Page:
The third phase of the investigation focused on reviewing the related transactions. Here, “the review of the transaction patterns showed that the assumption that illegal or brand-damaging transactions were being processed is unfounded.”
Karatbars declares BaFin-letter to be irrelevant
Another blow was the order of the BaFin to discontinue the sale of the KaratGoldCoins – a message that the agency even published on its website in short form on November 11th. It was faulted that the KaratBit Foundation, Belize, is issuing the “KaratGoldCoins” without permission in Germany and does not have a Payment Services Oversight Act (ZAG) license.
The authority demands discontinuation of KBC trading with German or Germany-based customers. In a statement to customers and business partners, Karatbars and CEO Harald Seiz clearly oppose the picture that BaFin is painting and the allegations involved. Because, from KaratBit’s point of view, a license is only necessary if one can change products into so-called “fiat money” (traditional currencies). However, this is not possible since the KBC can only be exchanged for gold or another product called CashGold.
KBC: Not a cryptocurrency but a utility token
Probably the strongest argument against the allegations of the BaFin from the perspective of Karatbars: The KaratGoldCoin is – despite similar technical functional mechanisms – not a classic cryptocurrency but a utility token. It has – as with other companies that issue coins – purely practical purposes that are directly related to the respective products and services. Karatbars emphasizes that it is not “e-money” at the moment. Interestingly enough, even the BaFin formulates this subtle difference in one of its publications – combined with the core message of not requiring permission for it.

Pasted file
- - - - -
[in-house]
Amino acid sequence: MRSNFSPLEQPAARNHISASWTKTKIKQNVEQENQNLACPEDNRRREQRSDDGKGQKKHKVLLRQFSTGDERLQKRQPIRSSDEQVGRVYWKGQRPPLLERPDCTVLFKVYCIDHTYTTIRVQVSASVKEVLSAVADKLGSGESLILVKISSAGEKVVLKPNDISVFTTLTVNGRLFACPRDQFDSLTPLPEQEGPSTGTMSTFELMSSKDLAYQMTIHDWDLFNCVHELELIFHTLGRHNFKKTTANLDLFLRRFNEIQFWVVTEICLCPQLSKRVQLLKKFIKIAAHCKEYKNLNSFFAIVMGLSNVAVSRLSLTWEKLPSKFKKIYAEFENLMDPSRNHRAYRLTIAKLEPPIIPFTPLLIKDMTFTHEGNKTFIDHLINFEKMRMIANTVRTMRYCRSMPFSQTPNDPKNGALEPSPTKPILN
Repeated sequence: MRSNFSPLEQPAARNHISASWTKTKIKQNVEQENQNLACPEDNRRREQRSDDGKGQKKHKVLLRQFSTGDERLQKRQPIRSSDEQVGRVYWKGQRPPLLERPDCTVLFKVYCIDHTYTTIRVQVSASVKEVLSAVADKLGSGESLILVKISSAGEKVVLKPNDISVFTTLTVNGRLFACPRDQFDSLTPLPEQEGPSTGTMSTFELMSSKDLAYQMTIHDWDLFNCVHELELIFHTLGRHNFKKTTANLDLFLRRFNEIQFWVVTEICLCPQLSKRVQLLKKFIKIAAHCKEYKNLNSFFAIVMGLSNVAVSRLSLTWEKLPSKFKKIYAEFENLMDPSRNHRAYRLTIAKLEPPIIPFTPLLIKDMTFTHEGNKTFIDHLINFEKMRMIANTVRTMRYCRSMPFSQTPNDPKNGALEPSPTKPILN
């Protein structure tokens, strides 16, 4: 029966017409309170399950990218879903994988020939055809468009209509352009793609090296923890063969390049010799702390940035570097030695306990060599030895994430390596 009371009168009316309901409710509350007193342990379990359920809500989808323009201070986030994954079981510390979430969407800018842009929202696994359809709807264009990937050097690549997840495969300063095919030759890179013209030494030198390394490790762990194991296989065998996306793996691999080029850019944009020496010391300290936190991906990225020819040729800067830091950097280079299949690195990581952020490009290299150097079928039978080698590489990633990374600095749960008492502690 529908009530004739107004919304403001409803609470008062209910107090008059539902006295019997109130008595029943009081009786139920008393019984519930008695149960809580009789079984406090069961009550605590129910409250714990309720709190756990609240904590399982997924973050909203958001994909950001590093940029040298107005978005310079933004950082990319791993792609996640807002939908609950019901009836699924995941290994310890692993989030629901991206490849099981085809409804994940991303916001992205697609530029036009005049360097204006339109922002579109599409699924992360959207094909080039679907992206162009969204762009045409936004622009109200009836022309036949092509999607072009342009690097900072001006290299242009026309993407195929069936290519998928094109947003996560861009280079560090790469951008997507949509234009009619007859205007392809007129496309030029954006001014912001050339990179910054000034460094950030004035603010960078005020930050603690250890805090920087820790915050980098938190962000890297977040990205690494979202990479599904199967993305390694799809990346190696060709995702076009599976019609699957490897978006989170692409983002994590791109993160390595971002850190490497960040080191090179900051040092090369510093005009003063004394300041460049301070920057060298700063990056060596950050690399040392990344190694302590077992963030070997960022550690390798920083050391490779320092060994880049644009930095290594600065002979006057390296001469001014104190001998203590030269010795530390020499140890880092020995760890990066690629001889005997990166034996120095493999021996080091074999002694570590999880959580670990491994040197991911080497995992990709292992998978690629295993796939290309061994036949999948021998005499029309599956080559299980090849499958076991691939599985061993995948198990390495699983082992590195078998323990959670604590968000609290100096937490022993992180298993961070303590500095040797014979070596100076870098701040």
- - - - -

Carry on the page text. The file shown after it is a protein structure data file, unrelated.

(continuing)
“Utility tokens: In the case of pure utility tokens (app tokens, usage tokens, consumption tokens), the sole use for the purchase of a real economy service is in the foreground, not financial compensation. Utility tokens are not e-money when there is no third-party acceptance or when the token is only issued for other payment tokens, such as Bitcoin and Ether.
In the case of pure usage tokens, there is also a lot that speaks for the issuing not triggering permission requirements under the Banking Act (KWG), ZAG, or Investment Code (KAGB). Additionally, the classification as a financial instrument under the KWG regularly is not an option with such tokens, so that any trading-related services exclusively with these tokens on the secondary market do not entail any license requirements.